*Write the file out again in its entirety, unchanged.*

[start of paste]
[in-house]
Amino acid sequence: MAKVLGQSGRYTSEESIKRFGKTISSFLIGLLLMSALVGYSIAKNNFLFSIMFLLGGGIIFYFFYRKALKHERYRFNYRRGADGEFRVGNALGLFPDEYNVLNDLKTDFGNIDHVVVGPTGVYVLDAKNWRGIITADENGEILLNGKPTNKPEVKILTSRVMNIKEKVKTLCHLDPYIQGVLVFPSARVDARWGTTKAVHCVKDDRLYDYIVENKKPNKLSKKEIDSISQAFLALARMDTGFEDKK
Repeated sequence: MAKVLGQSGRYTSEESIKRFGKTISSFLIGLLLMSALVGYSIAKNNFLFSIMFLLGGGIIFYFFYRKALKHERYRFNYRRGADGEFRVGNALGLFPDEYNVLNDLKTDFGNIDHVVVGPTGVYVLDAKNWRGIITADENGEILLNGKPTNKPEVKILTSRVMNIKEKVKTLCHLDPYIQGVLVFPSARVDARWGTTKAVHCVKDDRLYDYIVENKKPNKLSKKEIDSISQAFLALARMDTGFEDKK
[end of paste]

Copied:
[in-house]
Amino acid sequence: MAKVLGQSGRYTSEESIKRFGKTISSFLIGLLLMSALVGYSIAKNNFLFSIMFLLGGGIIFYFFYRKALKHERYRFNYRRGADGEFRVGNALGLFPDEYNVLNDLKTDFGNIDHVVVGPTGVYVLDAKNWRGIITADENGEILLNGKPTNKPEVKILTSRVMNIKEKVKTLCHLDPYIQGVLVFPSARVDARWGTTKAVHCVKDDRLYDYIVENKKPNKLSKKEIDSISQAFLALARMDTGFEDKK
Repeated sequence: MAKVLGQSGRYTSEESIKRFGKTISSFLIGLLLMSALVGYSIAKNNFLFSIMFLLGGGIIFYFFYRKALKHERYRFNYRRGADGEFRVGNALGLFPDEYNVLNDLKTDFGNIDHVVVGPTGVYVLDAKNWRGIITADENGEILLNGKPTNKPEVKILTSRVMNIKEKVKTLCHLDPYIQGVLVFPSARVDARWGTTKAVHCVKDDRLYDYIVENKKPNKLSKKEIDSISQAFLALARMDTGFEDKK